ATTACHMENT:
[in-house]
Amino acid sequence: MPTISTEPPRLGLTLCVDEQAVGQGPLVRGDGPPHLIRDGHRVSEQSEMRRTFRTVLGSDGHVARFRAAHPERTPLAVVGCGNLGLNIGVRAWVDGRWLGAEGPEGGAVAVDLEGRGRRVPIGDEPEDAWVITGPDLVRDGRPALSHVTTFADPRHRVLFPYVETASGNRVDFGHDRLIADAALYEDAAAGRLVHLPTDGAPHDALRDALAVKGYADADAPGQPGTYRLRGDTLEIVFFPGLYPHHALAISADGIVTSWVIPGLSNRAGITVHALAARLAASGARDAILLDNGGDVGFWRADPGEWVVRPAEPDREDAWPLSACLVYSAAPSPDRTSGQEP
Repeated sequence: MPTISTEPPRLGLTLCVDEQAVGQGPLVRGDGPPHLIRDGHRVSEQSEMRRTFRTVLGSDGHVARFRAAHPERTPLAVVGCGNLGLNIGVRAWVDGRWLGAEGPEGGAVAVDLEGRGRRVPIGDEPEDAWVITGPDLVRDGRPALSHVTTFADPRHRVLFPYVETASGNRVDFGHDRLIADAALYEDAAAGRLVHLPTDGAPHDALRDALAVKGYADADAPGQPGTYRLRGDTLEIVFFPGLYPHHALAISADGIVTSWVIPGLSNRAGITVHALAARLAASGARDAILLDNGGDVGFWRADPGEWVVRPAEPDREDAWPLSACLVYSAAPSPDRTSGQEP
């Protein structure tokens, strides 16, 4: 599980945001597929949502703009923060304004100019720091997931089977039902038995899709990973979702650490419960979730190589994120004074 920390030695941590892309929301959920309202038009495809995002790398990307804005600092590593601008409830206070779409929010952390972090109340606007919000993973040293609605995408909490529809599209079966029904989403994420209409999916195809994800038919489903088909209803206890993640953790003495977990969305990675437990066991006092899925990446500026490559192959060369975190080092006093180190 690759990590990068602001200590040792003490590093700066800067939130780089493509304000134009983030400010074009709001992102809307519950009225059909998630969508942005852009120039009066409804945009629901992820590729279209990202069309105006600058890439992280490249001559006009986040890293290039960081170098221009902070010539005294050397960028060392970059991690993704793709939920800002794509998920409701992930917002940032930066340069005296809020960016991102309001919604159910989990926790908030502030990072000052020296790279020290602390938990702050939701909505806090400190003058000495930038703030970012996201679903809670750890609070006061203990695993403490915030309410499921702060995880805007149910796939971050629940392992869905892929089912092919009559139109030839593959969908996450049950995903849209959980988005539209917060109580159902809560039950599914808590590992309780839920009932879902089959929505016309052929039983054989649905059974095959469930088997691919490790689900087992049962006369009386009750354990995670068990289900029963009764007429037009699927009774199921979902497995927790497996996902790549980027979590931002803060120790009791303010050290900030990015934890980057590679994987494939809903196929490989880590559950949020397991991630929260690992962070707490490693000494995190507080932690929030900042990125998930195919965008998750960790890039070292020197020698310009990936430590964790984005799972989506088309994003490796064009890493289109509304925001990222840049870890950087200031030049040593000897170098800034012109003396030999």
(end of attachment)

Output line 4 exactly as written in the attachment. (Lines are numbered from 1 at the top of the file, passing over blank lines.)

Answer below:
């Protein structure tokens, strides 16, 4: 599980945001597929949502703009923060304004100019720091997931089977039902038995899709990973979702650490419960979730190589994120004074 920390030695941590892309929301959920309202038009495809995002790398990307804005600092590593601008409830206070779409929010952390972090109340606007919000993973040293609605995408909490529809599209079966029904989403994420209409999916195809994800038919489903088909209803206890993640953790003495977990969305990675437990066991006092899925990446500026490559192959060369975190080092006093180190 690759990590990068602001200590040792003490590093700066800067939130780089493509304000134009983030400010074009709001992102809307519950009225059909998630969508942005852009120039009066409804945009629901992820590729279209990202069309105006600058890439992280490249001559006009986040890293290039960081170098221009902070010539005294050397960028060392970059991690993704793709939920800002794509998920409701992930917002940032930066340069005296809020960016991102309001919604159910989990926790908030502030990072000052020296790279020290602390938990702050939701909505806090400190003058000495930038703030970012996201679903809670750890609070006061203990695993403490915030309410499921702060995880805007149910796939971050629940392992869905892929089912092919009559139109030839593959969908996450049950995903849209959980988005539209917060109580159902809560039950599914808590590992309780839920009932879902089959929505016309052929039983054989649905059974095959469930088997691919490790689900087992049962006369009386009750354990995670068990289900029963009764007429037009699927009774199921979902497995927790497996996902790549980027979590931002803060120790009791303010050290900030990015934890980057590679994987494939809903196929490989880590559950949020397991991630929260690992962070707490490693000494995190507080932690929030900042990125998930195919965008998750960790890039070292020197020698310009990936430590964790984005799972989506088309994003490796064009890493289109509304925001990222840049870890950087200031030049040593000897170098800034012109003396030999």